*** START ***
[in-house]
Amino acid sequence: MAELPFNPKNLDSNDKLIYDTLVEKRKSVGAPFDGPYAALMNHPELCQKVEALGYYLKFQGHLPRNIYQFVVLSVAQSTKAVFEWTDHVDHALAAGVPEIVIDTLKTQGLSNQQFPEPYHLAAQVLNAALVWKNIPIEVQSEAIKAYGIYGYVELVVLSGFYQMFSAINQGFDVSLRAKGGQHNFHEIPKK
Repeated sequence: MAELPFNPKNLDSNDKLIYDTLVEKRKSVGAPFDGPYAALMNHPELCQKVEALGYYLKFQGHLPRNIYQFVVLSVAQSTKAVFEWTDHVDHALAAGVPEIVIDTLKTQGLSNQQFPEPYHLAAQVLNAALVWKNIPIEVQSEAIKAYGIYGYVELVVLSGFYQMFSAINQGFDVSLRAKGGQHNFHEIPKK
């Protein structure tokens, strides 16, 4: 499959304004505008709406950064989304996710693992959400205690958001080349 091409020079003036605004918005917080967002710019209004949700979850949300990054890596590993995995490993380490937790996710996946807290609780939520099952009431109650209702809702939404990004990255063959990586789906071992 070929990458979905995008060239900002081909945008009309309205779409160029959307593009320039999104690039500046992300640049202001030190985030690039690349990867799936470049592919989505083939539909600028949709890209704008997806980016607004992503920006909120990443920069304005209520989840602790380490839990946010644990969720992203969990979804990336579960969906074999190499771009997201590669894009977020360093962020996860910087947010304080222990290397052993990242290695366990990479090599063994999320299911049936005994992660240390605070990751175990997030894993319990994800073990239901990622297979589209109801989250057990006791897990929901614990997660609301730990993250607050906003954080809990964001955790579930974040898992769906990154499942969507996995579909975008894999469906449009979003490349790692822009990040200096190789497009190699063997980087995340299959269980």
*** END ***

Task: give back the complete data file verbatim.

[in-house]
Amino acid sequence: MAELPFNPKNLDSNDKLIYDTLVEKRKSVGAPFDGPYAALMNHPELCQKVEALGYYLKFQGHLPRNIYQFVVLSVAQSTKAVFEWTDHVDHALAAGVPEIVIDTLKTQGLSNQQFPEPYHLAAQVLNAALVWKNIPIEVQSEAIKAYGIYGYVELVVLSGFYQMFSAINQGFDVSLRAKGGQHNFHEIPKK
Repeated sequence: MAELPFNPKNLDSNDKLIYDTLVEKRKSVGAPFDGPYAALMNHPELCQKVEALGYYLKFQGHLPRNIYQFVVLSVAQSTKAVFEWTDHVDHALAAGVPEIVIDTLKTQGLSNQQFPEPYHLAAQVLNAALVWKNIPIEVQSEAIKAYGIYGYVELVVLSGFYQMFSAINQGFDVSLRAKGGQHNFHEIPKK
């Protein structure tokens, strides 16, 4: 499959304004505008709406950064989304996710693992959400205690958001080349 091409020079003036605004918005917080967002710019209004949700979850949300990054890596590993995995490993380490937790996710996946807290609780939520099952009431109650209702809702939404990004990255063959990586789906071992 070929990458979905995008060239900002081909945008009309309205779409160029959307593009320039999104690039500046992300640049202001030190985030690039690349990867799936470049592919989505083939539909600028949709890209704008997806980016607004992503920006909120990443920069304005209520989840602790380490839990946010644990969720992203969990979804990336579960969906074999190499771009997201590669894009977020360093962020996860910087947010304080222990290397052993990242290695366990990479090599063994999320299911049936005994992660240390605070990751175990997030894993319990994800073990239901990622297979589209109801989250057990006791897990929901614990997660609301730990993250607050906003954080809990964001955790579930974040898992769906990154499942969507996995579909975008894999469906449009979003490349790692822009990040200096190789497009190699063997980087995340299959269980």